What’s it like now? Are there costumed guides walking around?
No costumed guides, thankfully. They do fire off a cannon, but they wouldn’t let me film that for some reason. The National Park Service was very supportive of the project. Part of their mission, in the last few years, is to represent the history there and have more inclusion of Indigenous artists, to activate the space and comment on it. They let me in an hour before it opens to the public. It would have been a different piece with people around.
Your other film at Mia, Lore, has a kind of wistfulness about it and a memorable soundtrack. How did it come about?
The music is by this band that was at Radcliffe, at Harvard, when I was there [as a fellow, in 2018–19]. Our closeness came from being able to provide ourselves with a safe space and have this friendship, and part of that was just playing this music. My introduction to performance-based practice was being in a band as a teenager, which is something I often think about.
The film came about in the process of cutting these 35mm photographs I had taken—a lot of landscapes, different markers of my travels. I’d make transparencies and put them on a projector, overlaying them and then cutting them up and putting more on. Going through that process, I knew I wanted to photograph them [comprising the photography in the show at Mia]. But it also reminded me of the film Nostalgia [the 1971 short, not the 2018 film], in which an artist is burning these photographs on a hot plate as he describes them. Lore is another response to nostalgia, as a memory full of wistfulness and loss, and how sharing nostalgia with another person can be an act of creation.
You went to the protests at Standing Rock three times. What was that experience like?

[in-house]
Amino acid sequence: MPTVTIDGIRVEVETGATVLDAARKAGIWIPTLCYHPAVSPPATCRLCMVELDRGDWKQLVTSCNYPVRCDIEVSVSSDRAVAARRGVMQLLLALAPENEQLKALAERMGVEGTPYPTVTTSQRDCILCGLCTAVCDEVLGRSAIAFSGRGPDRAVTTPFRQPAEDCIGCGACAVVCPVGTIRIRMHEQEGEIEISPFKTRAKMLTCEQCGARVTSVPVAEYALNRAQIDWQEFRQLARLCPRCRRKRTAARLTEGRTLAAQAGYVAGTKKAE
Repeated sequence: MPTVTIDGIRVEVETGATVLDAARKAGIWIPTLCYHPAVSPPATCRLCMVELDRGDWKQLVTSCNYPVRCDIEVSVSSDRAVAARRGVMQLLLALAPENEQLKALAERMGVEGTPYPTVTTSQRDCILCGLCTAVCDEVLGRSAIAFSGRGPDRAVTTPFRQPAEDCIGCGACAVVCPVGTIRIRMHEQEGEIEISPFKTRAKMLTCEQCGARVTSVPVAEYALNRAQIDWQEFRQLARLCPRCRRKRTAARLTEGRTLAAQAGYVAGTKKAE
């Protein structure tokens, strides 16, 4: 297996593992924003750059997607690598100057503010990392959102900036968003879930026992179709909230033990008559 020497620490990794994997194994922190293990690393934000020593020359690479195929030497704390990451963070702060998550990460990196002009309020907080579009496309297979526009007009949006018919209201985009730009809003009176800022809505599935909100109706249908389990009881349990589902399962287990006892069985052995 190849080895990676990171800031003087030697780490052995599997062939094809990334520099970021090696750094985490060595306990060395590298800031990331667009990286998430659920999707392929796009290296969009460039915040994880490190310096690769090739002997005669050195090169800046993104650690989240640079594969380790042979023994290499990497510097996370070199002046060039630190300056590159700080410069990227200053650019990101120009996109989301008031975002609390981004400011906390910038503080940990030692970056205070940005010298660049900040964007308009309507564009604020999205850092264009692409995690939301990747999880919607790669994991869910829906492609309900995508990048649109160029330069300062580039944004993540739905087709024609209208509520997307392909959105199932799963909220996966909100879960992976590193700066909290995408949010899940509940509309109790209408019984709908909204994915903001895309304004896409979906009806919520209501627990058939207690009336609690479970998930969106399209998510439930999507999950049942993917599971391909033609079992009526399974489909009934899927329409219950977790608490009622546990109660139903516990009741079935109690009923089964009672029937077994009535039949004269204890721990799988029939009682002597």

The first time I went, I was originally going to go three or four months earlier but I couldn’t think of a reason why—would I be taking up space, would I be able to contribute, was I going just because I had friends out there? That gave me pause. It’s a 12-hour drive from Milwaukee [where Hopinka was living] to Standing Rock and all through that drive I was thinking, What am I going to shoot, how am I going to shoot, do I want to be a journalist? I have an inherent skepticism of journalistic integrity, as it applies to what I’m doing, and I wondered how I was going to account for my own subjectivity.
You must have seen a lot of media out there, who then moved on to the next assignment.
I met a friend from Milwaukee out there, who’d been there four or five months before I arrived and was really embedded with the media there. Being embedded with the journalists but not being part of them—but also being Native in that space—definitely shaped my perspective. Some journalists were frustrated about things that some of the camps didn’t want filmed, they were frustrated by all the rules—that was wild to hear spoken freely. I didn’t just want to be filming the camera people filming the Indians. But it gave me a sense of looking at these different perspectives; I felt like I was floating through these different spaces.
How long did it take to make something of the footage you shot?
I think I’m still processing what it meant to be there and will probably take years more. But what drove the film I ultimately made was the idea of making something reflective of the experience but also questioning that experience. Making the project, and watching it hundreds of times in the process, it became a bit removed—it was a form of distancing or compartmentalizing.
The feature film you recently debuted at Sundance, called małni–towards the ocean, towards the shore, is essentially a documentary exploring myth. How did you decide on your approach to this story?
It’s set in the Northwest, and is about—but not about—the Chinukan origin-of-death myth. I was interested in trying to make a film about myth but not telling the myth, to respect the boundaries of the tribe in terms of what they wanted to share and not share. It follows two people as they wander through their surrounding nature, the spirit world, and something much deeper inside. They’re friends of mine, and how they’re moving through life in relationship to this myth frames their experience with their families and children.
Does the way we relate to myth now tell us something about the origin of that myth?
There are creation stories or myths within my culture, and I’ve often thought about who first told this story—who made up this myth. But even thinking of it as a myth comes from a Western standpoint. People thought of these stories as real, so what was that person feeling? Were they down, were they feeling good, were they getting over a breakup, were they missing their mother? Ascribing emotions to this lore is a way of giving it immediacy.
Top photo: Still image from Sky Hopinka’s film Lore, currently on view at Mia in the exhibition “Disfluencies.”